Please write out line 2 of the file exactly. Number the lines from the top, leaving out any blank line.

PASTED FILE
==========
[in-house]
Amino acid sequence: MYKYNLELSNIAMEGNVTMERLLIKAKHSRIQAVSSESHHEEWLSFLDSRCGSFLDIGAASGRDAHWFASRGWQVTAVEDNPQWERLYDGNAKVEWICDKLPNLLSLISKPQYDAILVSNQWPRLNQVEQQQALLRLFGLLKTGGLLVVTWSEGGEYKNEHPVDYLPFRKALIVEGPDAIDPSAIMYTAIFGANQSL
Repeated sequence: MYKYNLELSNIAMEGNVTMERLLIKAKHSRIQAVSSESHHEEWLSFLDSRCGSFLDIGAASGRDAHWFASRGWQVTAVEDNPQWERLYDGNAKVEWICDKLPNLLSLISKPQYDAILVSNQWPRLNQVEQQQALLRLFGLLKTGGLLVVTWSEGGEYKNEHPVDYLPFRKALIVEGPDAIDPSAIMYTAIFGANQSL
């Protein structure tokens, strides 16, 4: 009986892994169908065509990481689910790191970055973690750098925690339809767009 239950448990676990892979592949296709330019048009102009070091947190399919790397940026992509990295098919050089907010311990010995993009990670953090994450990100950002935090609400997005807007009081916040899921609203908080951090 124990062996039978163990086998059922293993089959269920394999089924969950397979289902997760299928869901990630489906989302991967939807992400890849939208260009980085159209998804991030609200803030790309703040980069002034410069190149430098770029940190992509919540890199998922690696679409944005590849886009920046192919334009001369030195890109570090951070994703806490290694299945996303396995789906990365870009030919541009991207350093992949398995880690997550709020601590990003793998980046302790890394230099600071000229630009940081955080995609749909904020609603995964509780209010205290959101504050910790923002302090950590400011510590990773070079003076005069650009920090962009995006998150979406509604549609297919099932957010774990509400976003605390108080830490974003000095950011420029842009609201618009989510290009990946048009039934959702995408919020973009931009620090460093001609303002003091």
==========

Amino acid sequence: MYKYNLELSNIAMEGNVTMERLLIKAKHSRIQAVSSESHHEEWLSFLDSRCGSFLDIGAASGRDAHWFASRGWQVTAVEDNPQWERLYDGNAKVEWICDKLPNLLSLISKPQYDAILVSNQWPRLNQVEQQQALLRLFGLLKTGGLLVVTWSEGGEYKNEHPVDYLPFRKALIVEGPDAIDPSAIMYTAIFGANQSL